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Narrative Across Cultures

ENGL 103.401
crosslisted as: COML 125, NELC 180, SAST 124, THAR 105
instructor(s):
TR 1:30-3pm

Course Online: Synchronous Format

fulfills requirements:
Sector 1: Theory and Poetics of the Standard Major
Sector 2: Difference and Diaspora of the Standard Major
Sector 6: 20th Century Literature of the Standard Major
Sector III: Arts & Letters of the College's General Education Curriculum
Cross Cultural Requirement of the College's General Education Curriculum

How does literature both connect cultures across time and space and speak about what is specific to each culture? In this course we will read several types of narratives written in different periods and in different parts of the world, ranging from ancient Greek and Sanskrit drama to modern African, Latin American and South Asian fiction and graphic novels. We will discuss the different techniques of storytelling, and what attitudes to love and war, sexuality and power, tradition and rebellion are inscribed in these stories. In this way, we will consider how literature reveals historical connections and conversations across cultures, as well as asks large philosophical questions shared across cultures.

 

Texts will likely include Sophicles, Antigone; Kalidasa Shakuntala; William Shakespeare Othello; Gabriel Garcia Marquez, Chronicle of a Death Foretold; Marjane Satrapi, Persepolis; Ama Ata Aidoo, Our Sister Killjoy; Tayib Salih, Season of Migration to the North and Shyam Selvadurai Funny Boy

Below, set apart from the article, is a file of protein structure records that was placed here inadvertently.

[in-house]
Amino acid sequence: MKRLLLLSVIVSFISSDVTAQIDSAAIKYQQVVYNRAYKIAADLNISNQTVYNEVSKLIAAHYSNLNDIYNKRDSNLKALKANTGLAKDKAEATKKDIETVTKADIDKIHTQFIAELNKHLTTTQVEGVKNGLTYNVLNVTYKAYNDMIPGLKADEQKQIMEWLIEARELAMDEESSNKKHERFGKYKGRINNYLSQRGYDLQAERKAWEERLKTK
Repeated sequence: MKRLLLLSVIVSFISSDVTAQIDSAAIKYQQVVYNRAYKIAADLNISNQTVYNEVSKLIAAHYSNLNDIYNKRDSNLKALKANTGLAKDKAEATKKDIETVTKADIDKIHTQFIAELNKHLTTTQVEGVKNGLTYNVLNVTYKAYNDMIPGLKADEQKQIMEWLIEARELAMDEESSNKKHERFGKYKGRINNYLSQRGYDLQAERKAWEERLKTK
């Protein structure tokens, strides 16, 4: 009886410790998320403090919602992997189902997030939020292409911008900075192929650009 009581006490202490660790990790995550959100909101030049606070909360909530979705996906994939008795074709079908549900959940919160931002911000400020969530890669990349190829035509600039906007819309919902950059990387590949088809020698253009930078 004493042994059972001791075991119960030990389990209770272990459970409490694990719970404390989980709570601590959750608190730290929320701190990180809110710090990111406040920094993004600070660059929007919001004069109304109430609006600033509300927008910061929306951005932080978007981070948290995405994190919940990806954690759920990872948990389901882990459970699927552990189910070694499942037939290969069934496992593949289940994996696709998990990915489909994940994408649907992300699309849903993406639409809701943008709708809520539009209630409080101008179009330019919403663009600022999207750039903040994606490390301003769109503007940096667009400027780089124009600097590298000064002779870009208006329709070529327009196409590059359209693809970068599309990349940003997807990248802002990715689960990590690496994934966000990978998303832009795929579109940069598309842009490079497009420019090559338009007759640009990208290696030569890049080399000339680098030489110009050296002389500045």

Fulfills Sector 1, 2 and 6 of the English Standard Major; Sector III: Arts & Letters, and Cross Cultural Requirement of the College's General Education Curriculum

 

We will meet synchronously for one session a week. The asynchronous sessions will consist of either a  lecture posted in advance (which you will respond to with a short canvas post which will be used as the basis of class discussion in the next session) or group work. The synchronous sessions will consist of in-class discussions. You will be required to keep your cameras on. You will develop three of your posts into short papers (2-3 pages). There will be a final exam at the end of the semester. Regular attendance and consistent class participation will count for 30% of your grade; the three short papers for 30% and the final exam for 40%.